Southsea Castle was one of a series of artillery forts built by Henry VIII along the south coast of England to guard against invasion from Europe. Unlike earlier round bastion designs it incorporated angular defensive walls. Standing at the Eastern Solent at the head of the deep water entrance into Portsmouth Harbour, it is famous for being the viewpoint from which the King witnessed the foundering of his flagship, the Mary Rose in 1545.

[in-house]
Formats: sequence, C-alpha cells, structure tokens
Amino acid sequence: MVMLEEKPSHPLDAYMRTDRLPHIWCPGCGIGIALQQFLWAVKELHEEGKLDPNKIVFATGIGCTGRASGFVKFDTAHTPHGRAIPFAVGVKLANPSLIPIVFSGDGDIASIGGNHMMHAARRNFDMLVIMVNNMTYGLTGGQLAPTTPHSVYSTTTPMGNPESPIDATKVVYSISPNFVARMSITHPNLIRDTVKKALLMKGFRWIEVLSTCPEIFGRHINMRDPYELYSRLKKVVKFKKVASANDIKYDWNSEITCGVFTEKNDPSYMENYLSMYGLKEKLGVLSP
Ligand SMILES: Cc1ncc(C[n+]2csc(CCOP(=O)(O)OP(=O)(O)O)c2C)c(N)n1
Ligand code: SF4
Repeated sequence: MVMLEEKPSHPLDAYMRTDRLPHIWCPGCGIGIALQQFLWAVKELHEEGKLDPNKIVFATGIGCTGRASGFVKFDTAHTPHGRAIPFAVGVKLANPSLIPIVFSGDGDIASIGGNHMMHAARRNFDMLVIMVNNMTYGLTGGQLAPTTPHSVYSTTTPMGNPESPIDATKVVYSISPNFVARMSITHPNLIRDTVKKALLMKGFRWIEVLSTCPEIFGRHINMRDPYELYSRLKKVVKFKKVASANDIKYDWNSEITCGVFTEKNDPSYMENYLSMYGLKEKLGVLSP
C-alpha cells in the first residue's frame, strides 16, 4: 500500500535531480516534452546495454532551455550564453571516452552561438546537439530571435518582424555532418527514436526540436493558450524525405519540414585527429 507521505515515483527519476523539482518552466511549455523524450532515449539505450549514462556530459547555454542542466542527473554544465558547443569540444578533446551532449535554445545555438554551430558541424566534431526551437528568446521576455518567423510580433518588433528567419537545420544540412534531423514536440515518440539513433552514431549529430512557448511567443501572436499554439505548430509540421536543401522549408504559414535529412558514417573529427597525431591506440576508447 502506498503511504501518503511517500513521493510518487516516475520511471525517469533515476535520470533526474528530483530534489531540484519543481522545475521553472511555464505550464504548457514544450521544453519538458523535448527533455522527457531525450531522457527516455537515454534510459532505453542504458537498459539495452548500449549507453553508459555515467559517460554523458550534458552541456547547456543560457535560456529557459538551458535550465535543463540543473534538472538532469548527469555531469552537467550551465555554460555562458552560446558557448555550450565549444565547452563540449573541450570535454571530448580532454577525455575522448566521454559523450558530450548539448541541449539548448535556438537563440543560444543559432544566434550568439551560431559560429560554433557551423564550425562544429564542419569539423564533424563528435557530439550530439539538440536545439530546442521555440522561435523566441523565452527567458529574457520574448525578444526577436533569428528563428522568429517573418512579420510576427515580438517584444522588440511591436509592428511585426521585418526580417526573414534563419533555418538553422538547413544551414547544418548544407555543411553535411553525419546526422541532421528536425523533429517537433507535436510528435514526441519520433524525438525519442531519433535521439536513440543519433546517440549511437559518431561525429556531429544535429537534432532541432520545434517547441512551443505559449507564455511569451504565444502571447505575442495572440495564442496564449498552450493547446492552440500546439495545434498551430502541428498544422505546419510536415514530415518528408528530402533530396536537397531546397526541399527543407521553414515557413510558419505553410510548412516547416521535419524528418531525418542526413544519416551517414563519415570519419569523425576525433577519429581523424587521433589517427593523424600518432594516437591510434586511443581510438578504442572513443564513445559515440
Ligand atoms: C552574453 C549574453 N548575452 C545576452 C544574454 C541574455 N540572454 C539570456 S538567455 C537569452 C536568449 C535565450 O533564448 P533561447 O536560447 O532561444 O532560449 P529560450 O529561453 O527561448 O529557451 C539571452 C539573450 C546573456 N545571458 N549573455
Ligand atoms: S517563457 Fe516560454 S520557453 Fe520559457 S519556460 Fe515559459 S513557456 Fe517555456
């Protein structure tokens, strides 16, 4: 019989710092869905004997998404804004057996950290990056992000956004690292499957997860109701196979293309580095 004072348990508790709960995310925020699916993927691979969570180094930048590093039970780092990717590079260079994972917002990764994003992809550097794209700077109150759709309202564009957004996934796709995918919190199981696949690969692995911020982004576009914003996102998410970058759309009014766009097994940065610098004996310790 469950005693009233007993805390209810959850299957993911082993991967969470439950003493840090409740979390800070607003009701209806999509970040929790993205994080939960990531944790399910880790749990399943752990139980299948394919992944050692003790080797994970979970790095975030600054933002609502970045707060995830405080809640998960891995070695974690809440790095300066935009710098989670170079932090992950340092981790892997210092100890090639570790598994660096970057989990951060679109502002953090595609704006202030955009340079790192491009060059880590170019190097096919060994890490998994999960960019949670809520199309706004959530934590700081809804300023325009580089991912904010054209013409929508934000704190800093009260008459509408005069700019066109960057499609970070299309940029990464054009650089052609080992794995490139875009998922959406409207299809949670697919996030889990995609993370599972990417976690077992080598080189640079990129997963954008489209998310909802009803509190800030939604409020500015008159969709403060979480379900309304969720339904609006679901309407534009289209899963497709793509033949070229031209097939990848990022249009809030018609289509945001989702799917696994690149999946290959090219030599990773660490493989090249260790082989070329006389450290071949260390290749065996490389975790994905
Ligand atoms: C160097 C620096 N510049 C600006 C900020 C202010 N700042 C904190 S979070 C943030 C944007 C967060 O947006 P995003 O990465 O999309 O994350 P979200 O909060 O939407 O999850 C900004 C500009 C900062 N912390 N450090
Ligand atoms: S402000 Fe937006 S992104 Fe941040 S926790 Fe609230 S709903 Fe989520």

The castle remained in military use for more than 400 years. It fell to Parliamentarian soldiers in 1642 during the English Civil War but now bears the coat of arms of Charles II over the entrance. The lighthouse was added in 1828. The castle was withdrawn from active service in 1960 and purchased by Portsmouth City Council.